He still towers over most people, and his broad smile is back. However, former Seattle Sonic James Donaldson wants you to know he’s changed a lot since his playing days.
“Basketball has taken me around the world,” the longtime Seattle resident said. “I want to finish up right here.”
It’s been a heck of a journey for the 61-year-old. He was drafted out of Washington State University to the Sonics where he played for a few years before embarking on a 14-year NBA career. He eventually settled for good in Magnolia, and ran a chain of physical therapy centers.
But the bottom dropped out in 2015.
“Out of nowhere,” he said, during a conversation on the Seattle waterfront.
He was 57 years old at the time, a vegetarian and jogger, who never smoked, drank or did drugs.
“One day, I’m not feeling so good,” Donaldson recalled. “I remember seeing the reception desk (at Swedish First Hill) as I walked in, and then everything went black.”
Donaldson had emergency heart surgery, an “aortic dissection” as he calls it. He was in a medically induced coma, and friends thought he wouldn’t make it out. When he did, despite what he calls a good health care plan for NBA retired players, there was still $200,000 to $300,000 of out of pocket expenses.
“Financially, I went upside down.”
He lost his mother around the same time. His wife and stepson also moved out. His businesses collapsed under the weight of it all.
“All of this put me in a deep, dark scary place for a long time,” Donaldson said.
He admitted he battled depression, contemplated, and planned a suicide attempt.
“I really didn’t think I was going to make it Christmas of 2017.”
The suicide of WSU quarterback Tyler Hilinski around the same time impacted him.
“That resonated with me in such a way. One, that’s my alma mater. Two, I was a student-athlete walking the campus. (It) shook me to the core. I’ve gotta get out of this thing,” he said.
Therapy and friends helped him out of the darkness, and forge a new path.
He now believes it has given him a perspective few can see.
“Now I understand what mental health is all about,” said Donaldson, losing the trademark smile. “Any of this can happen to us at any time.”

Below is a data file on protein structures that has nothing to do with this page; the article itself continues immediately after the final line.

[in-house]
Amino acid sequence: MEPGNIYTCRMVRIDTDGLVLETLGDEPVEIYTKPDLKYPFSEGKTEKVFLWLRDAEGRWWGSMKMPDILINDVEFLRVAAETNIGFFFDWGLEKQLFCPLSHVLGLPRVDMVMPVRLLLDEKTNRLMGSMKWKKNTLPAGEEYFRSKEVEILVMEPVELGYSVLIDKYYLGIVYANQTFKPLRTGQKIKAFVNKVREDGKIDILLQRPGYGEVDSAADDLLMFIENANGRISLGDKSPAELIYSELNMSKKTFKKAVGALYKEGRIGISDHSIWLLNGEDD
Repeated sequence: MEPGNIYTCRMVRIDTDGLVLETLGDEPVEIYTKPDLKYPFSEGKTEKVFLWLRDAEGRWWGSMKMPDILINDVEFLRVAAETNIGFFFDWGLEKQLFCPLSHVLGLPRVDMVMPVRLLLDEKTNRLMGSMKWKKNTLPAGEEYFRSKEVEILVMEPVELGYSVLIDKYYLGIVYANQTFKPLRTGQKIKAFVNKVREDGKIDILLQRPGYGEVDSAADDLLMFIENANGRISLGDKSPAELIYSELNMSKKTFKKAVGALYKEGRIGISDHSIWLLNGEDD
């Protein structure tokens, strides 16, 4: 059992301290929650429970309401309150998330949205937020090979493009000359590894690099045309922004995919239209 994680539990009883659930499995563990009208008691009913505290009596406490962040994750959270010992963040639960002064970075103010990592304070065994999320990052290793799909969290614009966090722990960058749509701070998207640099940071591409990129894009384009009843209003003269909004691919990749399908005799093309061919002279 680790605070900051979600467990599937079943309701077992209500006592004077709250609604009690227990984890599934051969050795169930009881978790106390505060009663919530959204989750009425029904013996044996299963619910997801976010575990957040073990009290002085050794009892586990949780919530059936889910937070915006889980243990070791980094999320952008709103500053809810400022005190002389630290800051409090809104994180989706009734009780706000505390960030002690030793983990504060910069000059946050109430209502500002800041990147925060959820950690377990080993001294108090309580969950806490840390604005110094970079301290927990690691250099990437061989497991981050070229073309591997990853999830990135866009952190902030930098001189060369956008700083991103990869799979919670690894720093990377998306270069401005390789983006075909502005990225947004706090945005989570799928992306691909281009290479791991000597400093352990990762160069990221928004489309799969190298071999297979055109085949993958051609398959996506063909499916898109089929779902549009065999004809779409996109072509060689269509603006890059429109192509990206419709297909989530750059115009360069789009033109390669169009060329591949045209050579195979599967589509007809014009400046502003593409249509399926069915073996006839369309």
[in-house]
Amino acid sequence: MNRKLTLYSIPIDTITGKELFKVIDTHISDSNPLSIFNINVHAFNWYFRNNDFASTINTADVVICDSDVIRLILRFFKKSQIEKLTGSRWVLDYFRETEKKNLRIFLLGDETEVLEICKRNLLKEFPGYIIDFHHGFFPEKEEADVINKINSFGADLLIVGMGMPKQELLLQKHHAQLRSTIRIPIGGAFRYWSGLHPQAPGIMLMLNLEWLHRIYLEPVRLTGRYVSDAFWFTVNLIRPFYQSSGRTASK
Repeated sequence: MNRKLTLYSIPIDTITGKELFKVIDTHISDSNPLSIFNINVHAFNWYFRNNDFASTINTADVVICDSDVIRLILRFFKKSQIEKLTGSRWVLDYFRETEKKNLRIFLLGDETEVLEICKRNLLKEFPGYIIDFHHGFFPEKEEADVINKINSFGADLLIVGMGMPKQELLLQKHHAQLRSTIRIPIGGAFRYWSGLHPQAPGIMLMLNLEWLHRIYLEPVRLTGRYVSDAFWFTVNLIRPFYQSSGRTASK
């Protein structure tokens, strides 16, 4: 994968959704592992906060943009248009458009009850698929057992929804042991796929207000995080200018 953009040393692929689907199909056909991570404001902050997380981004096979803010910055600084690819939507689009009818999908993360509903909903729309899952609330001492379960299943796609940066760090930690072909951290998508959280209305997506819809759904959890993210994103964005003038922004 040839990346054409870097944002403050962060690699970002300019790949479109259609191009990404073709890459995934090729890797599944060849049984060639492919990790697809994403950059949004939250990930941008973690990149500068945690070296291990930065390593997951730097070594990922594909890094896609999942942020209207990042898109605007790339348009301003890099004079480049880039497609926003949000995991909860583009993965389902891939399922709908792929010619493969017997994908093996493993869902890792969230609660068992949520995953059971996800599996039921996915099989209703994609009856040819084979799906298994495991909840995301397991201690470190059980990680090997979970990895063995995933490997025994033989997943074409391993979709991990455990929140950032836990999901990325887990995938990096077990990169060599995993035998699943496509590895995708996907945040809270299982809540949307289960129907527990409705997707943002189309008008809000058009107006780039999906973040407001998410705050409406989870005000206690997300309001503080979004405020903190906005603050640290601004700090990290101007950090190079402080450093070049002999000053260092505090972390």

Donaldson believes it translates to the problems facing the city of Seattle in general, and has prompted him to write another chapter.
“I’ve decided to run for Seattle City Council. I live right here in District 7,” he said, his face lighting up again. “We now have got some big problems, especially with homelessness, drug addictions, opioid problems, needles everywhere.
“We need more and more caseworkers, engaging with these people working with tents.”
It’s a key component of his campaign, which was launched just a couple of days before the filing deadline last month. He’s now trying to establish himself in a crowded field of 10 candidates, looking to represent Magnolia, Queen Anne, and Downtown Seattle.
Donaldson said he also wants to seek police reform, and disagrees with a recent decision by Seattle Police Chief Carmen Best to reinstate an aggressive police officer. The decision was backed by Seattle Mayor Jenny Durkan.
“He should have been terminated,” Donaldson said bluntly. He believes more officers should get out of their cars, and off their bikes, and “walk the city blocks again” to change public opinion.
Whether his every man message resonate with voters is another story. But Donaldson is now excited about the future for the first time in years.
“There is finally light now at the end of the tunnel," Donaldson said.